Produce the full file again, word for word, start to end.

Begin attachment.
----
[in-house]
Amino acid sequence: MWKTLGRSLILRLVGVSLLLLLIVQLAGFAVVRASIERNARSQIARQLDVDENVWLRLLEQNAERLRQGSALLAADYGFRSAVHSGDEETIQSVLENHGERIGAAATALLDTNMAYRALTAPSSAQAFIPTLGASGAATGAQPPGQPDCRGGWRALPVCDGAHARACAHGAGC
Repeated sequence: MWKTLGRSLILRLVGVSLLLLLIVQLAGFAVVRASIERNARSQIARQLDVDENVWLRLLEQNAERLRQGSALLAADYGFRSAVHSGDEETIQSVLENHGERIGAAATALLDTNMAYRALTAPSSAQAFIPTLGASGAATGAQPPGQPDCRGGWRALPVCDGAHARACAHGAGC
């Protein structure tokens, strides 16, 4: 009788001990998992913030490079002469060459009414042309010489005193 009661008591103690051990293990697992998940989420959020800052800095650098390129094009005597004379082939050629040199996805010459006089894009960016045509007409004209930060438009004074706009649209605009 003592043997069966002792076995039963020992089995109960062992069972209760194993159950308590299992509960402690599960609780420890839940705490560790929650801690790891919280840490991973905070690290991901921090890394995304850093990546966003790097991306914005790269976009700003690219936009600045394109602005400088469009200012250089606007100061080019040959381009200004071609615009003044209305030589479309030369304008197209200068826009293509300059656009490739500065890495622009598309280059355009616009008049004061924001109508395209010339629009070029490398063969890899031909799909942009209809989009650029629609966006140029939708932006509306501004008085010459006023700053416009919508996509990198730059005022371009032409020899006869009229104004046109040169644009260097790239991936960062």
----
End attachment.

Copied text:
[in-house]
Amino acid sequence: MWKTLGRSLILRLVGVSLLLLLIVQLAGFAVVRASIERNARSQIARQLDVDENVWLRLLEQNAERLRQGSALLAADYGFRSAVHSGDEETIQSVLENHGERIGAAATALLDTNMAYRALTAPSSAQAFIPTLGASGAATGAQPPGQPDCRGGWRALPVCDGAHARACAHGAGC
Repeated sequence: MWKTLGRSLILRLVGVSLLLLLIVQLAGFAVVRASIERNARSQIARQLDVDENVWLRLLEQNAERLRQGSALLAADYGFRSAVHSGDEETIQSVLENHGERIGAAATALLDTNMAYRALTAPSSAQAFIPTLGASGAATGAQPPGQPDCRGGWRALPVCDGAHARACAHGAGC
């Protein structure tokens, strides 16, 4: 009788001990998992913030490079002469060459009414042309010489005193 009661008591103690051990293990697992998940989420959020800052800095650098390129094009005597004379082939050629040199996805010459006089894009960016045509007409004209930060438009004074706009649209605009 003592043997069966002792076995039963020992089995109960062992069972209760194993159950308590299992509960402690599960609780420890839940705490560790929650801690790891919280840490991973905070690290991901921090890394995304850093990546966003790097991306914005790269976009700003690219936009600045394109602005400088469009200012250089606007100061080019040959381009200004071609615009003044209305030589479309030369304008197209200068826009293509300059656009490739500065890495622009598309280059355009616009008049004061924001109508395209010339629009070029490398063969890899031909799909942009209809989009650029629609966006140029939708932006509306501004008085010459006023700053416009919508996509990198730059005022371009032409020899006869009229104004046109040169644009260097790239991936960062």